Referring now to the drawings, 1 is the casing ofthe pump, 2 is the casing of the engine, here shown as an electric motor, and 3 is the float. The casings 1 and 2 are connected by a threaded sleeve 22-, and the easing 1 of the oump is connected to the float 3 by flanges 4 and 5 and a threaded ring 6.
The motor casing 2 is arranged in the float 3 and current is supplied to the motor by a cable 7 which is admitted through the cover of the float, and a rubber sleeve 8. 9 is a handle on the cover of the float. a
10 is the shaft of the motor, Fig. 2, 23 is a ball bearing in which the shaft is mounted to rotate, and 24 is a partition at the base of the pump casing l on which the bearing 23 is erected, with a stufling box 11 below the. bear ing. 12 is the impeller which is seated on the free end of the shaft 10, and equipped with spiral blades 13, Fig. 4, and 25 is a guide which is fitted on-the threaded end of the shaft 10 so as to hold the impeller 12 on a shoulder at the shaft. This guide has helical passages. 14 for supplying Water to the impeller 12 near its boss.
15, Fig. 5,-is the delivery passage of the pump, 16 is a connection at the end of the passage, and 17 is a delivery pipe at the end of the connection.
18 is a guard protecting the pump from access of grit etc., having openings defined by bars 19, and wire netting 20 extending across the openings.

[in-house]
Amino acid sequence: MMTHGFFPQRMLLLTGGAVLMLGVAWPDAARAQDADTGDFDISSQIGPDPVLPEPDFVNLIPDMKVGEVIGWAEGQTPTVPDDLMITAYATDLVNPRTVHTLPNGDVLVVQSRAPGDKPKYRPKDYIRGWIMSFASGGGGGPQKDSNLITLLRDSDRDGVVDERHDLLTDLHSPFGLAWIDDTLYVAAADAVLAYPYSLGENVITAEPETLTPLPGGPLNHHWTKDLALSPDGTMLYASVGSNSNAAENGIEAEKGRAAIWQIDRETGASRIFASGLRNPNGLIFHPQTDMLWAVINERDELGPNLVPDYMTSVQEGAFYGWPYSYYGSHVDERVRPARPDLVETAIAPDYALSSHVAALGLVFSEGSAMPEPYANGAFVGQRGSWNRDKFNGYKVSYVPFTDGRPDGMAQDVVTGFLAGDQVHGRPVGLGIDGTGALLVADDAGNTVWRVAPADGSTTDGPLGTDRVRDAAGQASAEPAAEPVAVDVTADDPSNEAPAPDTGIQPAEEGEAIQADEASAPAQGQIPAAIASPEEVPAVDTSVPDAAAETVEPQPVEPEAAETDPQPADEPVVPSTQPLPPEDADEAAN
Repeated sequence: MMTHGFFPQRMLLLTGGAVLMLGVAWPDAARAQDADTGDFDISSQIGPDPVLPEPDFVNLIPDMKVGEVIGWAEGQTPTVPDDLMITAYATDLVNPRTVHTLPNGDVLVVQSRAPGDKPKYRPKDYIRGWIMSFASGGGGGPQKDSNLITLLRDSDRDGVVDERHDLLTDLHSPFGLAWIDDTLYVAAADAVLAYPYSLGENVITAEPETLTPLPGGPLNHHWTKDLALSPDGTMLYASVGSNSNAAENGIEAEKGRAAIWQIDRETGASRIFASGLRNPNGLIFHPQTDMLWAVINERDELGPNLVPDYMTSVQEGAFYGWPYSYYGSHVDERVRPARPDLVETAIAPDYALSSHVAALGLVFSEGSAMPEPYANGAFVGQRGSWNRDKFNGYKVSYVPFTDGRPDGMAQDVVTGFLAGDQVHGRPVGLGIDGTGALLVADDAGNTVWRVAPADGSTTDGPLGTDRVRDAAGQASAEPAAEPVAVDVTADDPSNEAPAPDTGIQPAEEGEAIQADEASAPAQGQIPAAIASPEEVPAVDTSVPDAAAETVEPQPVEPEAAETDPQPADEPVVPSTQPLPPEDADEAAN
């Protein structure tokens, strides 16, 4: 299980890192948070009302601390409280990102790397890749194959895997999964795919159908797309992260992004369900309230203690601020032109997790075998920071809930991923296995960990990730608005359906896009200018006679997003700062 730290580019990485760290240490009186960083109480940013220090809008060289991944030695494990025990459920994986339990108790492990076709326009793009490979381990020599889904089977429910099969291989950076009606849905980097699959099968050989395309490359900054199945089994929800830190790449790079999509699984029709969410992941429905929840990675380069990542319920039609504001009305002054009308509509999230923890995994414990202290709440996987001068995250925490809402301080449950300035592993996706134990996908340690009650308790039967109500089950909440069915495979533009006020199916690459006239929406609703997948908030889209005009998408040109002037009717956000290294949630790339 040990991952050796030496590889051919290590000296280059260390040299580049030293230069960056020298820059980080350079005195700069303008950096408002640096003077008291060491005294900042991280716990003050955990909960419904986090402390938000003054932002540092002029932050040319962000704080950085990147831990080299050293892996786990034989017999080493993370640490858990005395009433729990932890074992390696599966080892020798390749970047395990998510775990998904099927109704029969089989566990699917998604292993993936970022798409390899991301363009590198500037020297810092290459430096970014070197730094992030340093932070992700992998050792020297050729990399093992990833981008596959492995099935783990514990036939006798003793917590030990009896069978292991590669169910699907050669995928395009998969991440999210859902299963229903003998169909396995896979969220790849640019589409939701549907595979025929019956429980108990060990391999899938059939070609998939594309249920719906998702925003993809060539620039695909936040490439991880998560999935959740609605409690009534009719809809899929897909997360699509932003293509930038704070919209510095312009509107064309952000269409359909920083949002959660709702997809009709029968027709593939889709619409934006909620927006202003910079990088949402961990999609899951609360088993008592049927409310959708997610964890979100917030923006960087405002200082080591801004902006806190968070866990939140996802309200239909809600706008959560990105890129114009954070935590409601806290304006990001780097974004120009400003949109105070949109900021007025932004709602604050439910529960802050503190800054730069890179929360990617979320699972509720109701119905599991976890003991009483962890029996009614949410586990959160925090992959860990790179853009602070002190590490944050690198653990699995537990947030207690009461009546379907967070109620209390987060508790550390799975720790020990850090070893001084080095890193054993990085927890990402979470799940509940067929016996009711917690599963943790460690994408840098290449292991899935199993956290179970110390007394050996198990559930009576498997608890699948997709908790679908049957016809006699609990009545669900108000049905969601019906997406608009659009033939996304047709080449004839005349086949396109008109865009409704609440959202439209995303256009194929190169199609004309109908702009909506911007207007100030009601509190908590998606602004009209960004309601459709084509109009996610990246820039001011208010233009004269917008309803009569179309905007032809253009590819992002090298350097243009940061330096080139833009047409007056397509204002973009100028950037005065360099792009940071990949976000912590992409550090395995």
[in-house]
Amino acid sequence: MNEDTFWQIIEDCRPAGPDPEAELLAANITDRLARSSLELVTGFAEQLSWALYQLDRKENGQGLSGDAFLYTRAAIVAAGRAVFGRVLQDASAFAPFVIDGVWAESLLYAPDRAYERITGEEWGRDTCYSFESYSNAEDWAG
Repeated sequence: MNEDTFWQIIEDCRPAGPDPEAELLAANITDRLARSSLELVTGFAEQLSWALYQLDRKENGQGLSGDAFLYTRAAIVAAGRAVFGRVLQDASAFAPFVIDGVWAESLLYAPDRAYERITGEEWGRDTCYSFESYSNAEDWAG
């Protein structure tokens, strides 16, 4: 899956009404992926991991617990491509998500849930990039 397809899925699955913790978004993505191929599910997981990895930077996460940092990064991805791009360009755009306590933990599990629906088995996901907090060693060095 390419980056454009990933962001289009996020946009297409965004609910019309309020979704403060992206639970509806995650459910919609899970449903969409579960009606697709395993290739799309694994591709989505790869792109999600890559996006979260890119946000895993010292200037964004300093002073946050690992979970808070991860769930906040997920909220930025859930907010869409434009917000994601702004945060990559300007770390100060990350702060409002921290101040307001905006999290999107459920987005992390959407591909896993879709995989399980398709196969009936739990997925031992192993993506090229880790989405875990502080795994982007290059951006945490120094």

The float 3 in Fig. 1 need not be closed at the top as the air in the float is not under pressure from the liquid. h is the head on the stuffing box 11.
The head is normallysmall so that thestufling box 11 will stand it. It may be desirable, however, to still further reduce the pressure on the stuffing box. A pump with means for reducing the pressure is shown in Fig. 6. Here the float 3 must beclosed at the top, and provided with openings 21 in its base. The openings admit water to the base of the float, and the water is kept away from the motor casing 2 by a tube 26. The water which penetrates into the float compresses the air in the float and a reaction is generated which counteracts the head it. The effective head on the stufling box is determined by the head it and the head h, from bearing 11 to the level of Water ii the float 3. The stuiflng box is re lieved altogether if arranged at the level of the liquid in which the float 3 is suspended.
1. Aportable pump comprising a. float; and a unit including an engine arranged within said float, .a pump below said engine and having an inlet, and a guard having screened openings arranged below said pump to guard the inlet thereof.
2. A portable pump comprising a float, and a unit including an engine and a pump supported by said float, said engine being within said float.
3. A portable pump comprising a closed float, with an opening in its base, a unit including an engine and a. pump supported by said float, said engine being within said float, and packing means intermediate said engine and said pump.
In testimony whereof, I afix my signature.
JOHN COARD FRANK'E.